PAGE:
William Jefferson Clinton Oklahoma Bombing Memorial Prayer Service Address delivered 23 April 1995 in Oklahoma City, OK Thank you very much, Governor Keating and Mrs. Keating, Reverend Graham, to the families of those who have been lost and wounded, to the people of Oklahoma City, who have endured so much, and the people of this wonderful state, to all of you who are here as our fellow Americans. I am honored to be here today to represent the American people. But I have to tell you that Hillary and I also come as parents, as husband and wife, as people who were your neighbors for some of the best years of our lives. Today our nation joins with you in grief. We mourn with you. We share your hope against hope that some may still survive. We thank all those who have worked so heroically to save lives and to solve this crime — those here in Oklahoma and those who are all across this great land, and many who left their own lives to come here to work hand in hand with you. We pledge to do all we can to help you heal the injured, to rebuild this city, and to bring to justice those who did this evil. This terrible sin took the lives of our American family, innocent children in that building, only because their parents were trying to be good parents as well as good workers; citizens in the building going about their daily business; and many there who served the rest of us — who worked to help the elderly and the disabled, who worked to support our farmers and our veterans, who worked to enforce our laws and to protect us. Let us say clearly, they served us well, and we are grateful. But for so many of you they were also neighbors and friends. You saw them at church or the PTA meetings, at the civic clubs, at the ball park. You know them in ways that all the rest of America could not. And to all the members of the families here present who have suffered loss, though we share your grief, your pain is unimaginable, and we know that. We cannot undo it. That is God’s work. Our words seem small beside the loss you have endured. But I found a few I wanted to share today. I’ve received a lot of letters in these last terrible days. One stood out because it came from a young widow and a mother of three whose own husband was murdered with over 200 other Americans when Pan Am 103 was shot down. Here is what that woman said I should say to you today: The anger you feel is valid, but you must not allow yourselves to be consumed by it. The hurt you feel must not be allowed to turn into hate, but instead into the search for justice. The loss you feel must not paralyze your own lives. Instead, you must try to pay tribute to your loved ones by continuing to do all the things they left undone, thus ensuring they did not die in vain. Wise words from one who also knows. You have lost too much, but you have not lost everything. And you have certainly not lost America, for we will stand with you for as many tomorrows as it takes. If ever we needed evidence of that, I could only recall the words of Governor and Mrs. Keating: If anybody thinks that Americans are mostly mean and selfish, they ought to come to Oklahoma. If anybody thinks Americans have lost the capacity for love and caring and courage, they ought to come to Oklahoma. To all my fellow Americans beyond this hall, I say, one thing we owe those who have sacrificed is the duty to purge ourselves of the dark forces which gave rise to this evil. They are forces that threaten our common peace, our freedom, our way of life. Let us teach our children that the God of comfort is also the God of righteousness: Those who trouble their own house will inherit the wind.1 Justice will prevail. Let us let our own children know that we will stand against the forces of fear. When there is talk of hatred, let us stand up and talk against it. When there is talk of violence, let us stand up and talk against it. In the face of death, let us honor life. As St. Paul admonished us, Let us “not be overcome by evil, but overcome evil with good.”2 Yesterday, Hillary and I had the privilege of speaking with some children of other federal employees — children like those who were lost here. And one little girl said something we will never forget. She said, “We should all plant a tree in memory of the children.” So this morning before we got on the plane to come here, at the White House, we planted that tree in honor of the children of Oklahoma. It was a dogwood with its wonderful spring flower and its deep, enduring roots. It embodies the lesson of the Psalms — that the life of a good person is like a tree whose leaf does not wither.³ My fellow Americans, a tree takes a long time to grow, and wounds take a long time to heal. But we must begin. Those who are lost now belong to God. Some day we will be with them. But until that happens, their legacy must be our lives. Thank you all, and God bless you. 1 Proverbs 11:29 — “He who troubles his own house will inherit the wind, and the fool will be servant to the wise of heart.” (NKJV) 2 Romans 12:21 — “Do not be overcome by evil, but overcome evil with good.” (NIV) 3 Psalms 1:3 — “Blessed is the man who does not walk in the counsel of the wicked or stand in the way of sinners or sit in the seat of mockers. But his delight is in the law of the Lord, and on his law he meditates day and night. He is like a tree planted by streams of water, which yields its fruit in season and whose leaf does not wither. Whatever he does prospers.” (NIV) See Also: Late Draft of the Speech w/ Edits.pdf Audio, Image and Late Draft Document Source: William J. Clinton Library & Museum Page Updated: 8/12/17 U.S. Copyright Status: This text and audio = Property of AmericanRhetoric.com. Image = Uncertain.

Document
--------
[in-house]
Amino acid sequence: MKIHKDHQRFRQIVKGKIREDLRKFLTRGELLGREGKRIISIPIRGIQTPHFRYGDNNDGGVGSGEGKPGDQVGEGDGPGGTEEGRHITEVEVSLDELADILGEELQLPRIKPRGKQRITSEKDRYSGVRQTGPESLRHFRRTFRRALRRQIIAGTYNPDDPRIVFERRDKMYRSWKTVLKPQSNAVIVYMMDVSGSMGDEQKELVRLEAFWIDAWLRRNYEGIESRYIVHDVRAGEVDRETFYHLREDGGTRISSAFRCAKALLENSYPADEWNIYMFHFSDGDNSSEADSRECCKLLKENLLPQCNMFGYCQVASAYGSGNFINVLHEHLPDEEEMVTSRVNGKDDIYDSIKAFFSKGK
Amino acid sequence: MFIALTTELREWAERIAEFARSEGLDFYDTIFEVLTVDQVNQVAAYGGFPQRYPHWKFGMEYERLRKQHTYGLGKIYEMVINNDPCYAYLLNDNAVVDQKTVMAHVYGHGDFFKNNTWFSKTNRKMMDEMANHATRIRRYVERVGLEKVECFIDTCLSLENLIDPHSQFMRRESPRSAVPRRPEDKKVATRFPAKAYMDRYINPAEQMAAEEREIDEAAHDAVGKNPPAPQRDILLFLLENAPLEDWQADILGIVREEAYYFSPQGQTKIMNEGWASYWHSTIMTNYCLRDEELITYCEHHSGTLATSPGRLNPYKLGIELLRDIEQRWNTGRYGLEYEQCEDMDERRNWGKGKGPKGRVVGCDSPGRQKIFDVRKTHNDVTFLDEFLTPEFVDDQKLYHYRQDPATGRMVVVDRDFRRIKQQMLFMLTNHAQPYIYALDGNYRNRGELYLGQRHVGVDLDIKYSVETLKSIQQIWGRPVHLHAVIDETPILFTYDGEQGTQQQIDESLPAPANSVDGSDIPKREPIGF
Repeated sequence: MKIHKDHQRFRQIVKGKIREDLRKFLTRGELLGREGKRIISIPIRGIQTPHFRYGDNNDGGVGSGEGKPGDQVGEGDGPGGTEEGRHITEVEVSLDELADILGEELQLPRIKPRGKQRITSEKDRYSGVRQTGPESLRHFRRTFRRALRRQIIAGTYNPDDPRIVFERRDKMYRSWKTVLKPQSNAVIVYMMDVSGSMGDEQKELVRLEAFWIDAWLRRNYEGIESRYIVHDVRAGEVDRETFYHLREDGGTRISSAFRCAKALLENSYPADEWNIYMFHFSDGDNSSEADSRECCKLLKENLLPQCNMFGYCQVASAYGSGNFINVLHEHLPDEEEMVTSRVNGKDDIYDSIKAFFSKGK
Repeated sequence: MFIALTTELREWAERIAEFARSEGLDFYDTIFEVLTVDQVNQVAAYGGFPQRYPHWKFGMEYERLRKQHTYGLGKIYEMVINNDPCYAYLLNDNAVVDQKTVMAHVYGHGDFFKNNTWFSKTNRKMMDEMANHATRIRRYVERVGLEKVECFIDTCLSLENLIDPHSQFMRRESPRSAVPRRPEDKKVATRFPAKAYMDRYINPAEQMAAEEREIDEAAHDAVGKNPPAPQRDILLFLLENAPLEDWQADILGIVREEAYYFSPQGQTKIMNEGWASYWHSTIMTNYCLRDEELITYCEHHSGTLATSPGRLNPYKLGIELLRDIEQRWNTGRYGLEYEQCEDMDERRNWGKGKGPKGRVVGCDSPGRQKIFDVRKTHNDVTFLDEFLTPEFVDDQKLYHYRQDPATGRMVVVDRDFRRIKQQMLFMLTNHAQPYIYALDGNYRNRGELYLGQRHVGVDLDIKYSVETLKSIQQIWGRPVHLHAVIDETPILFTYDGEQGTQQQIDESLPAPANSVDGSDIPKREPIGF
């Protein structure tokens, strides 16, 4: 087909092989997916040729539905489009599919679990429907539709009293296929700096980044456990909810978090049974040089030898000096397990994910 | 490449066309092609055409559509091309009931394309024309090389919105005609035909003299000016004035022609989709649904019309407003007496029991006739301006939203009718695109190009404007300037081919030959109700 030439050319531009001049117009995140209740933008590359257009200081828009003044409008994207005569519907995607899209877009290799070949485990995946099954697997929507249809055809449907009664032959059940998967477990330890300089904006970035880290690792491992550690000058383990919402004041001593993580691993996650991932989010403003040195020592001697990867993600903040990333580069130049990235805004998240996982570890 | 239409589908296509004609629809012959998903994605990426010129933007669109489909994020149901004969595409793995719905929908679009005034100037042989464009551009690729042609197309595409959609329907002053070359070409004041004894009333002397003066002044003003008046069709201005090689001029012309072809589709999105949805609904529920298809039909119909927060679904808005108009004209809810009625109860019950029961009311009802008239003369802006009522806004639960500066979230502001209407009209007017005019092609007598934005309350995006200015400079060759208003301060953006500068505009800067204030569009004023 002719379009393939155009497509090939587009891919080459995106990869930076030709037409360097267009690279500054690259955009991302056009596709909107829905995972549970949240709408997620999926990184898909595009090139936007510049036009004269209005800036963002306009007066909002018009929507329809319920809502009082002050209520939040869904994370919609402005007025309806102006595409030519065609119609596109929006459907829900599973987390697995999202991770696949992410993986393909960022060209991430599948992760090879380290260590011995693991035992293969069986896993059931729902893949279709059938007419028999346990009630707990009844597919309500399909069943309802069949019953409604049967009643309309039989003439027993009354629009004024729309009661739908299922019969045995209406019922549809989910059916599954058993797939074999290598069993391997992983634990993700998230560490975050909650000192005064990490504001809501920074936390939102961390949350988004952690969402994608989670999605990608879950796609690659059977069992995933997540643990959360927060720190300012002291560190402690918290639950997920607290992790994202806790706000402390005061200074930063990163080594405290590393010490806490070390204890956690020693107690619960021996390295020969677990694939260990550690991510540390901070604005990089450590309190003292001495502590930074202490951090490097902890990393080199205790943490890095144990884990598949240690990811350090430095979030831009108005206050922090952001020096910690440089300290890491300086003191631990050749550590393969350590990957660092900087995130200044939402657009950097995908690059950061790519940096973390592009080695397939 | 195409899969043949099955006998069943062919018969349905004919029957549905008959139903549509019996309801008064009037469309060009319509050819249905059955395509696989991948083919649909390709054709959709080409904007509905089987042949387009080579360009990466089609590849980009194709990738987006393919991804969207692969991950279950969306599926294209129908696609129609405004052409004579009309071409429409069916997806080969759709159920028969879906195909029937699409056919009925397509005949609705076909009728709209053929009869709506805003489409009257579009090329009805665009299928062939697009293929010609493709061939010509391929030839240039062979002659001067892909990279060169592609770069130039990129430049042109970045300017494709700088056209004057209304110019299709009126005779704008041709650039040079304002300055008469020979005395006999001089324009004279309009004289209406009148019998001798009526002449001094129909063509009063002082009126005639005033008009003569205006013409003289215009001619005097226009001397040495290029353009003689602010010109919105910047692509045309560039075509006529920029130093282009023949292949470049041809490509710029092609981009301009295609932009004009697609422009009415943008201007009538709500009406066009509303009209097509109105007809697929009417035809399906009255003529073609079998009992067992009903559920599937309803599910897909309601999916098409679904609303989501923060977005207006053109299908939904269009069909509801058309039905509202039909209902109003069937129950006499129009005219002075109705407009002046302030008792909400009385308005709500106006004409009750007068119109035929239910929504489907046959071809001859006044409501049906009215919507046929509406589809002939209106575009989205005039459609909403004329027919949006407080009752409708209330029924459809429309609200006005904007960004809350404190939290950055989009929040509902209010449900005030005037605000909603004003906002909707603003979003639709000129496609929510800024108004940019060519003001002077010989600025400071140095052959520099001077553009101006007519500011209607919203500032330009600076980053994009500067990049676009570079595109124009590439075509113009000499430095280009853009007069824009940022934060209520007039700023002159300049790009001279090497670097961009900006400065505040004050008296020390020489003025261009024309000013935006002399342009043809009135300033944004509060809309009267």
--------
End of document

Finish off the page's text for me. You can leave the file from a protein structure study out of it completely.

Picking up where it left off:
Criminal Justice System/Process (Law): R v Robert Solomon
Criminal Justice System/Process (Law): R v Robert Solomon.
You are using the case of R v Robert Solomon (as set out in problem one) and you are approaching the problem as the defence. You need to argue that RS should get a Vye direction at the end of the trial.
The facts: For this assessment ONLY you are asked to imagine that RS’s bad character consists only of the two convictions below. Ignore the evidence of Lyndsey Kee.
The coursework should consider whether, at the end of any trial, Robert Solomon should receive a Vye direction from the judge in her summing up to the jury. As you are approaching this from the defence position, you should be trying to find arguments to support him having this direction.
Your 1000 word assessment should therefore demonstrate the following:
• That you know what a Vye direction is.
• That you have correctly identified the key issue(s) in relation to RS having a Vye direction.
• That you can research and summarise concisely and accurately the law relevant to resolving the issue(s).
• How the relevant law may be applied to the facts to build persuasive arguments that RS should have a Vye direction.
• Very briefly – what you see as your strongest argument and what you see as your biggest problem in arguing successfully that RS should have a Vye direction.
While you are approaching this from the defence point of view, you are not expected or encouraged to write the coursework as a script for a submission to the judge.